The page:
Gods and Goddesses of Greek Mythology:
Heroic Stories of Greek Mythology:
Heracles/Herakles: The son of Zeus and Alcmene/Alkmena (a mortal), Heracles was born with incredible strength. In his cradle shortly after being born, he strangled two serpents, sent by Hera to kill him. After establishing a family, Hera drove Heracles insane and he killed his wife and children. After he realized what he had done, he wanted to commit suicide, but learned from the oracle at Delphi that his heinous acts could be forgiven if he served his cousin Eurystheus. His cousin ordered him to do twelve amazing feats which included defeating the Nemean Lion, destroying the Hydra, killing a great boar, ridding a marsh of birds, capturing one of Artemis' sacred deer, cleaning the Augeian stables, capturing a mad bull, capturing the mares of Diomedes, stealing the girdle of the Amazon queen, capturing the cattle of Geryon, gathering some golden apples of the Hesperides, and capturing the guard dog of Hades. After his tasks Heracles married Deianeira, who later was responsible for his death. He ascended to Olympus after his death.
Odysseus: Odysseus fought bravely in the Trojan War. It took him 10 years to return home from the war because of various distractions. Along his way home, Odysseus met the witch Circe who enchanted him to stay with her for at least 3 years. Odysseus overcame the Sirens on his way home as well. Usually the call of the Sirens drove men crazy, but Odysseus had himself tied to his ship so he could not throw himself off the ship as so many others had done. When Odysseus finally came home he had to prove himself and overcome many suitors who had come to take his wife.
Prometheus: Prometheus was a titan. It was said that he created man after the original race had all been destroyed. He worked with his brother, Epithemus, to repopulate the world. They were given certain gifts to bestow upon their creations by Zeus, and like a fool, Epithemus used up all the better qualities before man was finished. Prometheus begged Zeus to let him give fire, something exclusive to the gods, to man, but he refused. Prometheus defied Zeus and brought fire down to the humans, which actually enlightened them. Prometheus then taught the humans how to fool the gods into accepting less taxing sacrifices. Zeus was furious because of this and punished Prometheus by having him chained to the top of a mountain, and each day having an eagle eat his liver. Each night his liver would grow back so his torture seemed never-ending. It was believed that Prometheus was later saved by Heracles.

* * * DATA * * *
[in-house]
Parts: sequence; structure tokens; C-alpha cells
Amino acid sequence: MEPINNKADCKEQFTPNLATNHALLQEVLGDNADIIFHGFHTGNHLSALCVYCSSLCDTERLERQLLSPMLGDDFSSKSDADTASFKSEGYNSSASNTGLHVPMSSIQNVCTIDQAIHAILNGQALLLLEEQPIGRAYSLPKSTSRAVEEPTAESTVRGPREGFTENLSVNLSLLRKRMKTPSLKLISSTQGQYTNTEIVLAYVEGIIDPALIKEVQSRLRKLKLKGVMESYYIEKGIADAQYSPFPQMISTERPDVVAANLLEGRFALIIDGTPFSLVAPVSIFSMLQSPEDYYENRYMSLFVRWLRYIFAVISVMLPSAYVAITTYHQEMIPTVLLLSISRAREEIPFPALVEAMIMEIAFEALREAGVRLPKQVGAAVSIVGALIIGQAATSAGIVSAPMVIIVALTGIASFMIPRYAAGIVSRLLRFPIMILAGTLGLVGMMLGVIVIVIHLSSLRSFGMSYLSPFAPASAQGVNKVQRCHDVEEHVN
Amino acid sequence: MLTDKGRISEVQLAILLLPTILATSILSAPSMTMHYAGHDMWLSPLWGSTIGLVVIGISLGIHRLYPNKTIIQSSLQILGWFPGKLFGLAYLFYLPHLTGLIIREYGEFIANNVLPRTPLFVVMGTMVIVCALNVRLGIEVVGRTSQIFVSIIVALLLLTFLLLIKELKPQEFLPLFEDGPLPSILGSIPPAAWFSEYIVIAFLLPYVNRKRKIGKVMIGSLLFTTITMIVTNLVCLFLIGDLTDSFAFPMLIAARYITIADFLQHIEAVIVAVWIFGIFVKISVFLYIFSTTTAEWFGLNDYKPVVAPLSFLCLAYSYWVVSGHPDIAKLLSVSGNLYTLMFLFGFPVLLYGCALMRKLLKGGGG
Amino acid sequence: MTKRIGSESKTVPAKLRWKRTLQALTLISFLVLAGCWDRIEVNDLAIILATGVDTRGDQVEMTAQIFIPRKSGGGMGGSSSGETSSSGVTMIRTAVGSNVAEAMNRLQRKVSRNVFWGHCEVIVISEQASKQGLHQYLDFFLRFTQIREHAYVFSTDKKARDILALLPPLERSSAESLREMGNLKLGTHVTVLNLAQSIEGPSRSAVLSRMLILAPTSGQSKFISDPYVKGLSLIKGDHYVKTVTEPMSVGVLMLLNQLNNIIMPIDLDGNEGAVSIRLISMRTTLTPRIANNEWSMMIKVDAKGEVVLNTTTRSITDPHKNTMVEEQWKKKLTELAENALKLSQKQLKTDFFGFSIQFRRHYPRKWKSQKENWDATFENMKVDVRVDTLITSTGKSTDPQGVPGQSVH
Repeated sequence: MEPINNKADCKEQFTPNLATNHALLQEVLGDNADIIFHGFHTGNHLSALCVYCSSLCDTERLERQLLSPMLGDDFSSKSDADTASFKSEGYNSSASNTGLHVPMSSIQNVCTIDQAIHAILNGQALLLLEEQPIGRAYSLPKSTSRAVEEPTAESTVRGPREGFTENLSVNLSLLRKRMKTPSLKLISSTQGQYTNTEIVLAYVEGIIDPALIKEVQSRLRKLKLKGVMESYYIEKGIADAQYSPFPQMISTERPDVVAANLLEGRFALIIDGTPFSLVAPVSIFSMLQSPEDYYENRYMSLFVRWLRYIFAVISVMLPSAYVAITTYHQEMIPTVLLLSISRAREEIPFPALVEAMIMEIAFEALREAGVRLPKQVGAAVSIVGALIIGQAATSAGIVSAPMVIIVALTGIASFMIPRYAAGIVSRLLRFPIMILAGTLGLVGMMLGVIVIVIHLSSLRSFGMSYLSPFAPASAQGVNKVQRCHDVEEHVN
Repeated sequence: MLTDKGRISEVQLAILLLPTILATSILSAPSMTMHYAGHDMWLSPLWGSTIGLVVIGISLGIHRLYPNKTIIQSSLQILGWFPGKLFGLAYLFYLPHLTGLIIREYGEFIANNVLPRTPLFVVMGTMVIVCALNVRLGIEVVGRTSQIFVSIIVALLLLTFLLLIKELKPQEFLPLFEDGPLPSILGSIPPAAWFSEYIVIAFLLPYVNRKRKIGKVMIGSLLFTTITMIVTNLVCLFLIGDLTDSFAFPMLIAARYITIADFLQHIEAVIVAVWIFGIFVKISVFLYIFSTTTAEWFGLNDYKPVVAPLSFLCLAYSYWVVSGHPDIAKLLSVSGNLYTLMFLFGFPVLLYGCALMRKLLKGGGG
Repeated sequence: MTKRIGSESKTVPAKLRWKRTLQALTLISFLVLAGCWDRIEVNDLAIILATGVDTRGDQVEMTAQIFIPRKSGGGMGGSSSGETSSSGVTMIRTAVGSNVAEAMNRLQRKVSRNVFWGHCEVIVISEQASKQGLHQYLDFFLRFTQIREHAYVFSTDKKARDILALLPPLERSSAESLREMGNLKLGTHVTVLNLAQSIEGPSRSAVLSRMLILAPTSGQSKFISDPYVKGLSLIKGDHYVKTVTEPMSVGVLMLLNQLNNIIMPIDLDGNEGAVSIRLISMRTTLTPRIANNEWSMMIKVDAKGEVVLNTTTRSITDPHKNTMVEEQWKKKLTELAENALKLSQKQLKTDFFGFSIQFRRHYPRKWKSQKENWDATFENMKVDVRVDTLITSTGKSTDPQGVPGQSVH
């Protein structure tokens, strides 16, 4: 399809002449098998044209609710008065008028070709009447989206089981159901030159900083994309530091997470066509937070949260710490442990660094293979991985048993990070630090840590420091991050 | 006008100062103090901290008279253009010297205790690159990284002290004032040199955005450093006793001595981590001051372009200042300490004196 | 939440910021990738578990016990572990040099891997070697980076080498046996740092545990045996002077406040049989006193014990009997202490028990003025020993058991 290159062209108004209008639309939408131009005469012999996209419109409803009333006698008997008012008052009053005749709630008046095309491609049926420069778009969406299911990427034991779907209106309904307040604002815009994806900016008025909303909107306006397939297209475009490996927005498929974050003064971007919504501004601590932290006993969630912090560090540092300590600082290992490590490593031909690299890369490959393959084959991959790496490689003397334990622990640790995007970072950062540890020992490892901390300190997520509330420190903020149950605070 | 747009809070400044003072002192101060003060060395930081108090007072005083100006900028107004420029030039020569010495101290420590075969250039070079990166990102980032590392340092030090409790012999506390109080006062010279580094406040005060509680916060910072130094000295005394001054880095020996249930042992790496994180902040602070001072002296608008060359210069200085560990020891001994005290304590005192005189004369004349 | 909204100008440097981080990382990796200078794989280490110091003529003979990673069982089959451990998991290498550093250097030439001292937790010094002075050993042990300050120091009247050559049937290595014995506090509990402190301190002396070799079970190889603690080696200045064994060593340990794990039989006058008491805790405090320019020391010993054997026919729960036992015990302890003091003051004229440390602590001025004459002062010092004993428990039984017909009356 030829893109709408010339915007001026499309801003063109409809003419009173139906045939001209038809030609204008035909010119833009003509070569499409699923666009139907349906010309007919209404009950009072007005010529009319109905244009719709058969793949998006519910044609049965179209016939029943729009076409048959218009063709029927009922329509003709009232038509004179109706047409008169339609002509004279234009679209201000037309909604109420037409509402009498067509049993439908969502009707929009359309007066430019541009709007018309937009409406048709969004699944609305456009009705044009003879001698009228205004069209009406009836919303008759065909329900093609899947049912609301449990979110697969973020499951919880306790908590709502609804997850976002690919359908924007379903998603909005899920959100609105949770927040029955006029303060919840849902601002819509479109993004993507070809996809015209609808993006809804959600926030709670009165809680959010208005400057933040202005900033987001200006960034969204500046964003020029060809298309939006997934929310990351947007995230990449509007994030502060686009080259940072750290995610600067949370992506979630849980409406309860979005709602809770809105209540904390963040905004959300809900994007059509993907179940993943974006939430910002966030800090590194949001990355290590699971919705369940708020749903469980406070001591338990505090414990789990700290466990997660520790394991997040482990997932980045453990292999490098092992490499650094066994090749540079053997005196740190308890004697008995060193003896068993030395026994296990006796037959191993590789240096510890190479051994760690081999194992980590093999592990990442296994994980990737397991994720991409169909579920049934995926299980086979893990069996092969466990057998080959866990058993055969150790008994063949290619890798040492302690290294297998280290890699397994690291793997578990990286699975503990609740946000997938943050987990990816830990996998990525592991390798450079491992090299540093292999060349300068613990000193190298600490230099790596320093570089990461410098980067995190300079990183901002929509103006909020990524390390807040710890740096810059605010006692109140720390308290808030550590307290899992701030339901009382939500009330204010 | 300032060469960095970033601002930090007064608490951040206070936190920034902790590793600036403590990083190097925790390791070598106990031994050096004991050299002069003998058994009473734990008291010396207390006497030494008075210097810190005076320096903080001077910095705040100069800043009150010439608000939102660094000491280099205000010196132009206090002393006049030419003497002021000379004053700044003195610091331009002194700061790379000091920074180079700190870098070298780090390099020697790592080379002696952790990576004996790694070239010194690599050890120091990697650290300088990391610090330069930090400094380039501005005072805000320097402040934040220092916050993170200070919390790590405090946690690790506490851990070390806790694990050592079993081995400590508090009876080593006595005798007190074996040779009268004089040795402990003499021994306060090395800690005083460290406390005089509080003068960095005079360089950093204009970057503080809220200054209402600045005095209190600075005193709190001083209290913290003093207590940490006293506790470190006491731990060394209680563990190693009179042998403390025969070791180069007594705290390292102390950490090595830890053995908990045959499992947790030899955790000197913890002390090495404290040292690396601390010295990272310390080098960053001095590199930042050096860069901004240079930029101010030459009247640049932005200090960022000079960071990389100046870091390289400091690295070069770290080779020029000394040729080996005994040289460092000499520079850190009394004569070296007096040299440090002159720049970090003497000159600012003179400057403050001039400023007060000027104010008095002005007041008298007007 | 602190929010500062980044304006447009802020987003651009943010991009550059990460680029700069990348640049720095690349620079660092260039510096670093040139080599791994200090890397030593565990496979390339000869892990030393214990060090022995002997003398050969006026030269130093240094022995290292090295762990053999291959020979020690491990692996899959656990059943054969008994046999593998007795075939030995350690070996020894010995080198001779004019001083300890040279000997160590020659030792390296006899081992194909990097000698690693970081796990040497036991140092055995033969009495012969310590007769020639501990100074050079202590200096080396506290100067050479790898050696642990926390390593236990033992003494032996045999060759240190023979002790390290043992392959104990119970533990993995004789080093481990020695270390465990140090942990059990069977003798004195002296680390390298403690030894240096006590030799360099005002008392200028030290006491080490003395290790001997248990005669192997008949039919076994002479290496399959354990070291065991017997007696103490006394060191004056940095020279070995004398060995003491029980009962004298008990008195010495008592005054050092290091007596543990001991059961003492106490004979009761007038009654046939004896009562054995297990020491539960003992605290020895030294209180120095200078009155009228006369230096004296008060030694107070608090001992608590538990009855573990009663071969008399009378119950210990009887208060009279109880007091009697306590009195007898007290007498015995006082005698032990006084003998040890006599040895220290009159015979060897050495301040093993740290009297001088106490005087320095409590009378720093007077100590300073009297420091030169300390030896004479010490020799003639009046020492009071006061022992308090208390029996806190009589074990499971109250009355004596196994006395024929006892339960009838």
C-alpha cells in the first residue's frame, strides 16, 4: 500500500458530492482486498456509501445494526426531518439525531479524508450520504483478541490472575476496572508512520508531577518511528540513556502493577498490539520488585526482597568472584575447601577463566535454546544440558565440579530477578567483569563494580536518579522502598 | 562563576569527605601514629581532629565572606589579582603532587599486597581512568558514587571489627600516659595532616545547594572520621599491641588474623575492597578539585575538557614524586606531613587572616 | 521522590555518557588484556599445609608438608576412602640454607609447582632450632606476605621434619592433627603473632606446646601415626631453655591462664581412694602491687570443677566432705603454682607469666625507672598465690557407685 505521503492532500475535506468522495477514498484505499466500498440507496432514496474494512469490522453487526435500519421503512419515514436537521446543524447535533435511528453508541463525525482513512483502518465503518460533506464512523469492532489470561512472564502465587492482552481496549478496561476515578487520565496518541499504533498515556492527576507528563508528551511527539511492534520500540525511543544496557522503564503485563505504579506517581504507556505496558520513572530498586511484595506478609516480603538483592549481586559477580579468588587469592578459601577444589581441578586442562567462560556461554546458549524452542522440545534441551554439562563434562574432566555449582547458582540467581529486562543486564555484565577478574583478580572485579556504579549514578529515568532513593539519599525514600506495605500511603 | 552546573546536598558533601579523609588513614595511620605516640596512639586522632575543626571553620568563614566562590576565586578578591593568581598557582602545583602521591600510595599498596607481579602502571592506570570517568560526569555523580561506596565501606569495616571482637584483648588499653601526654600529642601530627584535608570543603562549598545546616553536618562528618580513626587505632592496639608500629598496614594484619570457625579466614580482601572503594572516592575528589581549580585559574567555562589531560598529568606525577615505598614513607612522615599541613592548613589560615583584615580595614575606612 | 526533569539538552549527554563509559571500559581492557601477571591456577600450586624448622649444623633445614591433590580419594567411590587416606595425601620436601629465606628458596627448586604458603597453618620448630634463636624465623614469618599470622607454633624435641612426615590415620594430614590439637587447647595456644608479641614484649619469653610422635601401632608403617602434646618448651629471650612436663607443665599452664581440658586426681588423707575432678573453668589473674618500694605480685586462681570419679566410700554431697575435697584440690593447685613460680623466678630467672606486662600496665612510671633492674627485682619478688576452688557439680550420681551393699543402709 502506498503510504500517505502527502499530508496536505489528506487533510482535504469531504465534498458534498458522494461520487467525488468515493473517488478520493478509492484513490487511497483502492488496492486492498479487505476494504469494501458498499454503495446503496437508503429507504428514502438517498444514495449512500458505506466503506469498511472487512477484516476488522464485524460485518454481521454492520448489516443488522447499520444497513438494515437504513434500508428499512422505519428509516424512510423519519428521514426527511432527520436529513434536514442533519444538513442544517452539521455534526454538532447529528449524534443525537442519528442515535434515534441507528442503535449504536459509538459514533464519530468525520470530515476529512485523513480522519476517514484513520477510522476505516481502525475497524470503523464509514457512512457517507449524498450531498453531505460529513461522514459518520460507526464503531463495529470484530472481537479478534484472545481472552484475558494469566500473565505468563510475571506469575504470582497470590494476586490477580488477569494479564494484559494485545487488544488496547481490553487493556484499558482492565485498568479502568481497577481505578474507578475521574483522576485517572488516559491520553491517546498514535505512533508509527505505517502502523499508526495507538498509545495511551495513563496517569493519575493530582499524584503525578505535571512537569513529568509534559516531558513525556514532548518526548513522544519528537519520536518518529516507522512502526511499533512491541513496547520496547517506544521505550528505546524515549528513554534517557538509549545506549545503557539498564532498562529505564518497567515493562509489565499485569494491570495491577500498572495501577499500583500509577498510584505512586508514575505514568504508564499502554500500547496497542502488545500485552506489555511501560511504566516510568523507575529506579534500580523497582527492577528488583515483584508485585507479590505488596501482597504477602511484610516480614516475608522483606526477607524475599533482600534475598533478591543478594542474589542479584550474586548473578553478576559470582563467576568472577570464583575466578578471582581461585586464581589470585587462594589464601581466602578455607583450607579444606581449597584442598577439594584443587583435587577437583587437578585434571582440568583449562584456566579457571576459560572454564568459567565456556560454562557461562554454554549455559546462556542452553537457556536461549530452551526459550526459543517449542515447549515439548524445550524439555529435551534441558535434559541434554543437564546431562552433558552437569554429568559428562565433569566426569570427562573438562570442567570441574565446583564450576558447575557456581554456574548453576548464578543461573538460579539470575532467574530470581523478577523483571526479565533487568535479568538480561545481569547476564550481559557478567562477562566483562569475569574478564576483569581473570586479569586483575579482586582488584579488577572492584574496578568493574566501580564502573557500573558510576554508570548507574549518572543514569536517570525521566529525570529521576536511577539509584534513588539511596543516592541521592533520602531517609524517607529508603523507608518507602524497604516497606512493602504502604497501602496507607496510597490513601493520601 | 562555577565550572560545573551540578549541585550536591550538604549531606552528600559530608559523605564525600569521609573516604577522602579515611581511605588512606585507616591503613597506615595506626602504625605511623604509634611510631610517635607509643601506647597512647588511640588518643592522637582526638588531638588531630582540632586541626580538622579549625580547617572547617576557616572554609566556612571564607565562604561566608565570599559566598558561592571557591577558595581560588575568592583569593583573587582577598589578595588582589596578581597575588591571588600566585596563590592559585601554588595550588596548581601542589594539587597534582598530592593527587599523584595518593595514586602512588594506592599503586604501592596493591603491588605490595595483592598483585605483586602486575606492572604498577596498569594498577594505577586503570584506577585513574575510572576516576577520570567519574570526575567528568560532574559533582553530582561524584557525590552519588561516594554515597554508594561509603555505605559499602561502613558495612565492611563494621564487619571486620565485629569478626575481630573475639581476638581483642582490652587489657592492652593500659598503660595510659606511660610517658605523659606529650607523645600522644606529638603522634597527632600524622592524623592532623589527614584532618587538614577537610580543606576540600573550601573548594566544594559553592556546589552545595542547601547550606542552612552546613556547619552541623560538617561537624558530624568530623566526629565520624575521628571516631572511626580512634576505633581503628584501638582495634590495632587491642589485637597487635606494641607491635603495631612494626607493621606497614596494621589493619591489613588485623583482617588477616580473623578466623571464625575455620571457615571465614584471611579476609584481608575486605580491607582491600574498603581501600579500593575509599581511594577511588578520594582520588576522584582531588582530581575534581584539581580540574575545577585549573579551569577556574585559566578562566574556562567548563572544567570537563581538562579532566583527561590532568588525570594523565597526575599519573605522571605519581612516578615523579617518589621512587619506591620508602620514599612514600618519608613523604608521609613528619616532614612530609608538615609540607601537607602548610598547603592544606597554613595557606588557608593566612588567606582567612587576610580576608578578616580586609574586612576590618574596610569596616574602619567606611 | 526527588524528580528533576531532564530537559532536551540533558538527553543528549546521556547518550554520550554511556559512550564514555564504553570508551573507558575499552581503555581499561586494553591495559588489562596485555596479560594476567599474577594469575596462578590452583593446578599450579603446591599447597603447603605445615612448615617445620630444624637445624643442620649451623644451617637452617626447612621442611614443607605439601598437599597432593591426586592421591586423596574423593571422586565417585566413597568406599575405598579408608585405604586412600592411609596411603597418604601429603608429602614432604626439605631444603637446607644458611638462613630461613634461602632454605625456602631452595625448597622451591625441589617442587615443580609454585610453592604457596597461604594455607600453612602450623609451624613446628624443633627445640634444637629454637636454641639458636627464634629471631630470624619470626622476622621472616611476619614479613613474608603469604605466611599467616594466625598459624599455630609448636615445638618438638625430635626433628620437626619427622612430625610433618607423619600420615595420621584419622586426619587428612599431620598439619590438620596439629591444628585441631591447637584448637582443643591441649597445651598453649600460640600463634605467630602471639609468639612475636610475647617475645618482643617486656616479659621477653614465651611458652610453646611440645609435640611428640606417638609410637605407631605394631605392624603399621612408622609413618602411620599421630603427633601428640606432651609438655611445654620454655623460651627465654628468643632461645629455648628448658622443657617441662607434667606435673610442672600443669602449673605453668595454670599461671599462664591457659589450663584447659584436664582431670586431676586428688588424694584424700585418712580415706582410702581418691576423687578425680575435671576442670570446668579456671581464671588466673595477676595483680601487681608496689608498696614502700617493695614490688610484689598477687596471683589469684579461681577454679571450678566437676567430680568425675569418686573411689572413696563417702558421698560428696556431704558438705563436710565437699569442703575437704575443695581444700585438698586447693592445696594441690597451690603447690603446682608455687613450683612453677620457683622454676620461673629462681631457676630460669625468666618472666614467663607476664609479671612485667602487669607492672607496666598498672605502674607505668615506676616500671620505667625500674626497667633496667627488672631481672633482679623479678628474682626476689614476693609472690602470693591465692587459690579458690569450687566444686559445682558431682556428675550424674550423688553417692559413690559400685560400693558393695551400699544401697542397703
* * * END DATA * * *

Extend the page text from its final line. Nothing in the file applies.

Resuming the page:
Bellerophon: Bellerophon dreamt of riding Pegasus, the winged horse which sprouted from Medusa's neck. After sleeping in Athena's temple, he awoke with a golden bridle in his hand which he later put on Pegasus and tamed him. On Pegasus, Bellerophon killed Chimera, the three-headed fierce beast. Bellerophon attempted to ride up to Olympus and was punished by being thrown off Pegasus, and became and died a beggar.
Theseus: Theseus was the son of King Aegeus and Princess Aethra. He saved Athens by killing the Minotaur, a savage bull-man. On his trip home from killing the Minotaur, Theseus forgot to change his ship's flag and caused his father to commit suicide, believing his son to be dead.
Perseus: Son of Zeus and Danae, Perseus reached maturity on the beach of an island after being thrown into the ocean in a chest along with his mother. Perseus was sent to bring the head of Medusa, a monster with a serpents tail, hair of snakes, and ability to turn to stone whatever looked her in the face, back to the king Polydectes. He succeeded in doing this using enchanted items including sandals, a wallet, a helmet, and a sickle. From the blood of Medusa, the winged horse Pegasus sprouted, which would later prove important to Bellerophon. On his way home, Perseus encountered a young princess, Andromeda, chained to a rock. As a punishment to her mother, Andromeda was going to be executed by a sea monster. Perseus killed the monster, and soon married Andromeda, after turning her unwilling parents to stone. Later in his life, Perseus mistakenly killed his grandfather, Acrisius, and also fathered many sons.
Jason: Jason was sent on a quest, to bring back the Golden Fleece of a divine ram, in order to claim the throne of the kingdom which had been taken from him. Jason traveled on a ship, the Argo, along with other mighty heroes, including Heracles, who became known as the Argonauts. After a long quest Jason finally returned with the Golden Fleece. Later in life Jason's wife-to-be was murdered by his ex-lover Medea, and he himself was killed by a falling beam of the Argo.
The Trojan War: The Trojan War began when a young man named Paris was consulted by Hera, Athena, and Aphrodite to decide who amongst them was the fairest. Each goddess promised him a gift if he chose them with Hera offering him the chance to be a king with wealth, Athena promising wisdom and knowledge in warfare, and Aphrodite giving him the most beautiful woman in the world-Helen. Paris chose Aphrodite, and in doing so earned the hate of Hera and Athena. Paris claimed Helen, even though she was already married to Menelaus, and took her back to his kingdom. This set off a war between Menelaus' Greece and Paris' Troy which in the end cost both sides great warriors. The conclusion of the battle came when the Greeks built a large hollow wooden horse, hid inside it, and presented it to the Trojans as a gift. In the night the Greeks freed themselves from the horse and destroyed Troy.